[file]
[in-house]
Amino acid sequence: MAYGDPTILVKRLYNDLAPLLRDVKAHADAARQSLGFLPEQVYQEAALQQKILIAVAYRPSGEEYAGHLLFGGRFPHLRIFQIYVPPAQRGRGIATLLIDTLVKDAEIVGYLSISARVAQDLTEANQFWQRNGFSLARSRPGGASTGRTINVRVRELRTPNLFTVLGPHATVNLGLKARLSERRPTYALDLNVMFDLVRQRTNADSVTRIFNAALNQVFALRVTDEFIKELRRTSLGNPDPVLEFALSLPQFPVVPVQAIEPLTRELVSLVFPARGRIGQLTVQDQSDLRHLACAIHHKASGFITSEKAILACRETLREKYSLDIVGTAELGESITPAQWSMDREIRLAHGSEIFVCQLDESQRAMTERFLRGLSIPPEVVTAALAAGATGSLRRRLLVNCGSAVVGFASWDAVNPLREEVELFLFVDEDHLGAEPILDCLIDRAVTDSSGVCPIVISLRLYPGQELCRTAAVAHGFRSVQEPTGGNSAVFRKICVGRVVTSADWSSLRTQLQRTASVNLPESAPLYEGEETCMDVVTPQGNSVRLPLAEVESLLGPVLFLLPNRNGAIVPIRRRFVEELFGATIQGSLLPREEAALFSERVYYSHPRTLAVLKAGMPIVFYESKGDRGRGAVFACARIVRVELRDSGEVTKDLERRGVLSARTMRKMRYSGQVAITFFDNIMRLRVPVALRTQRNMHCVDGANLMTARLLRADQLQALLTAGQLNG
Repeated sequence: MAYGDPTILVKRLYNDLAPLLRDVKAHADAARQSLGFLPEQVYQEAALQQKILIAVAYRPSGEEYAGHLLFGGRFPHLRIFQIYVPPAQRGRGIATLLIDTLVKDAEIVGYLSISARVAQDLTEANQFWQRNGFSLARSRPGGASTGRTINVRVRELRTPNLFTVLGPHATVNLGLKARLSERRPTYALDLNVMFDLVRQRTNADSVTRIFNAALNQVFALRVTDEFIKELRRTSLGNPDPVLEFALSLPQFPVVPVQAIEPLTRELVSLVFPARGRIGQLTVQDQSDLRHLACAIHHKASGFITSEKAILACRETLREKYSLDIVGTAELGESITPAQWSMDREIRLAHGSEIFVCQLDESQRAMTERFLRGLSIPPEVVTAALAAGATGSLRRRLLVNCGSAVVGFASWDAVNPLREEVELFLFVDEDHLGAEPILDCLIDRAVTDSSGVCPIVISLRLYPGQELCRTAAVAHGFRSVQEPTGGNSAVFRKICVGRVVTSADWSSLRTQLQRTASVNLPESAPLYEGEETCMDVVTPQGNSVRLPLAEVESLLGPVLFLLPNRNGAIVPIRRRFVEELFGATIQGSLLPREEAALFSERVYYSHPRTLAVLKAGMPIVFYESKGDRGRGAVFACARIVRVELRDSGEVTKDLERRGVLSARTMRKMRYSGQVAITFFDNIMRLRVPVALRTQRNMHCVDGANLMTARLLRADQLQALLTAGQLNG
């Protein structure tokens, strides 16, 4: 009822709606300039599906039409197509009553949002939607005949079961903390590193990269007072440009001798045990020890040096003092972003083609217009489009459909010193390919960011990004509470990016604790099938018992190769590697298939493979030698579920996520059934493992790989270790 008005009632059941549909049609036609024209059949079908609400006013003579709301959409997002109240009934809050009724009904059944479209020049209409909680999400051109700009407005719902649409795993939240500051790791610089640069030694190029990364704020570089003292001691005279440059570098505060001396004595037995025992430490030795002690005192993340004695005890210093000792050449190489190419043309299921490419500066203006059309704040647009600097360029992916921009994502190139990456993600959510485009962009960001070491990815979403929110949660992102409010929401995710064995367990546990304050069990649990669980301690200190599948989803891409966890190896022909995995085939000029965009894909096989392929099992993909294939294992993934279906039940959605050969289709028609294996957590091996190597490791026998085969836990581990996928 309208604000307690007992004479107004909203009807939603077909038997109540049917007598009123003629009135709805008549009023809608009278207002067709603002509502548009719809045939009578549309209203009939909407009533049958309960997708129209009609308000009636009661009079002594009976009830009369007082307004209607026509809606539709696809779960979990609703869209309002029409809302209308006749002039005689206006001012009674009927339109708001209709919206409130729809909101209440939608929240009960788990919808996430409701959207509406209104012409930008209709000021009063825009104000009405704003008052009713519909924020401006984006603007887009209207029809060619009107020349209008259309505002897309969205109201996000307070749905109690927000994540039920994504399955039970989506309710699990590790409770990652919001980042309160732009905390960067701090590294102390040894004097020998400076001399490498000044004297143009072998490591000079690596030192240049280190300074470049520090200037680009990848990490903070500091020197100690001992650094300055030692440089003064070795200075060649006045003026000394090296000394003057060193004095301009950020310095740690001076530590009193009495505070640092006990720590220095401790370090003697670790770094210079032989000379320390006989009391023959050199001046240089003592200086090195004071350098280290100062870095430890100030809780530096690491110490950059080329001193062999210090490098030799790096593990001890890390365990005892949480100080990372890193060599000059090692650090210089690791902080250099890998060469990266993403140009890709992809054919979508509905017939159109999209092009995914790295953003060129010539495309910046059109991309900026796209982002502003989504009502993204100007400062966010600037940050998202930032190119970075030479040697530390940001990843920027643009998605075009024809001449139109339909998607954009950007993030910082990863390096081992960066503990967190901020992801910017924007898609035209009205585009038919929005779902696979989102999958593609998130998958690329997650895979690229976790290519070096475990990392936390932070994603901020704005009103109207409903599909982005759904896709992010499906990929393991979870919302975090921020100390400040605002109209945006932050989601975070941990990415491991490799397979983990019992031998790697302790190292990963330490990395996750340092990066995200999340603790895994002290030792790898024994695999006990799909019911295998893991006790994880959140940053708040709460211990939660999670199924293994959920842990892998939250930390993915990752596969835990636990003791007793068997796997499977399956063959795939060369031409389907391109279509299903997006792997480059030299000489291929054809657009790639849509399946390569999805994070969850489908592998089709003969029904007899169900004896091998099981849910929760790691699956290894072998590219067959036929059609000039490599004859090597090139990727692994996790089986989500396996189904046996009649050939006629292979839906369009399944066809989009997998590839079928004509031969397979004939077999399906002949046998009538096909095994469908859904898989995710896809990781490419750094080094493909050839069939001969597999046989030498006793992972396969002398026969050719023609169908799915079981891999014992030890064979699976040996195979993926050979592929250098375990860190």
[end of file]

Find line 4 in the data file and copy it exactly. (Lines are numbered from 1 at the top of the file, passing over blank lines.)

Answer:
């Protein structure tokens, strides 16, 4: 009822709606300039599906039409197509009553949002939607005949079961903390590193990269007072440009001798045990020890040096003092972003083609217009489009459909010193390919960011990004509470990016604790099938018992190769590697298939493979030698579920996520059934493992790989270790 008005009632059941549909049609036609024209059949079908609400006013003579709301959409997002109240009934809050009724009904059944479209020049209409909680999400051109700009407005719902649409795993939240500051790791610089640069030694190029990364704020570089003292001691005279440059570098505060001396004595037995025992430490030795002690005192993340004695005890210093000792050449190489190419043309299921490419500066203006059309704040647009600097360029992916921009994502190139990456993600959510485009962009960001070491990815979403929110949660992102409010929401995710064995367990546990304050069990649990669980301690200190599948989803891409966890190896022909995995085939000029965009894909096989392929099992993909294939294992993934279906039940959605050969289709028609294996957590091996190597490791026998085969836990581990996928 309208604000307690007992004479107004909203009807939603077909038997109540049917007598009123003629009135709805008549009023809608009278207002067709603002509502548009719809045939009578549309209203009939909407009533049958309960997708129209009609308000009636009661009079002594009976009830009369007082307004209607026509809606539709696809779960979990609703869209309002029409809302209308006749002039005689206006001012009674009927339109708001209709919206409130729809909101209440939608929240009960788990919808996430409701959207509406209104012409930008209709000021009063825009104000009405704003008052009713519909924020401006984006603007887009209207029809060619009107020349209008259309505002897309969205109201996000307070749905109690927000994540039920994504399955039970989506309710699990590790409770990652919001980042309160732009905390960067701090590294102390040894004097020998400076001399490498000044004297143009072998490591000079690596030192240049280190300074470049520090200037680009990848990490903070500091020197100690001992650094300055030692440089003064070795200075060649006045003026000394090296000394003057060193004095301009950020310095740690001076530590009193009495505070640092006990720590220095401790370090003697670790770094210079032989000379320390006989009391023959050199001046240089003592200086090195004071350098280290100062870095430890100030809780530096690491110490950059080329001193062999210090490098030799790096593990001890890390365990005892949480100080990372890193060599000059090692650090210089690791902080250099890998060469990266993403140009890709992809054919979508509905017939159109999209092009995914790295953003060129010539495309910046059109991309900026796209982002502003989504009502993204100007400062966010600037940050998202930032190119970075030479040697530390940001990843920027643009998605075009024809001449139109339909998607954009950007993030910082990863390096081992960066503990967190901020992801910017924007898609035209009205585009038919929005779902696979989102999958593609998130998958690329997650895979690229976790290519070096475990990392936390932070994603901020704005009103109207409903599909982005759904896709992010499906990929393991979870919302975090921020100390400040605002109209945006932050989601975070941990990415491991490799397979983990019992031998790697302790190292990963330490990395996750340092990066995200999340603790895994002290030792790898024994695999006990799909019911295998893991006790994880959140940053708040709460211990939660999670199924293994959920842990892998939250930390993915990752596969835990636990003791007793068997796997499977399956063959795939060369031409389907391109279509299903997006792997480059030299000489291929054809657009790639849509399946390569999805994070969850489908592998089709003969029904007899169900004896091998099981849910929760790691699956290894072998590219067959036929059609000039490599004859090597090139990727692994996790089986989500396996189904046996009649050939006629292979839906369009399944066809989009997998590839079928004509031969397979004939077999399906002949046998009538096909095994469908859904898989995710896809990781490419750094080094493909050839069939001969597999046989030498006793992972396969002398026969050719023609169908799915079981891999014992030890064979699976040996195979993926050979592929250098375990860190």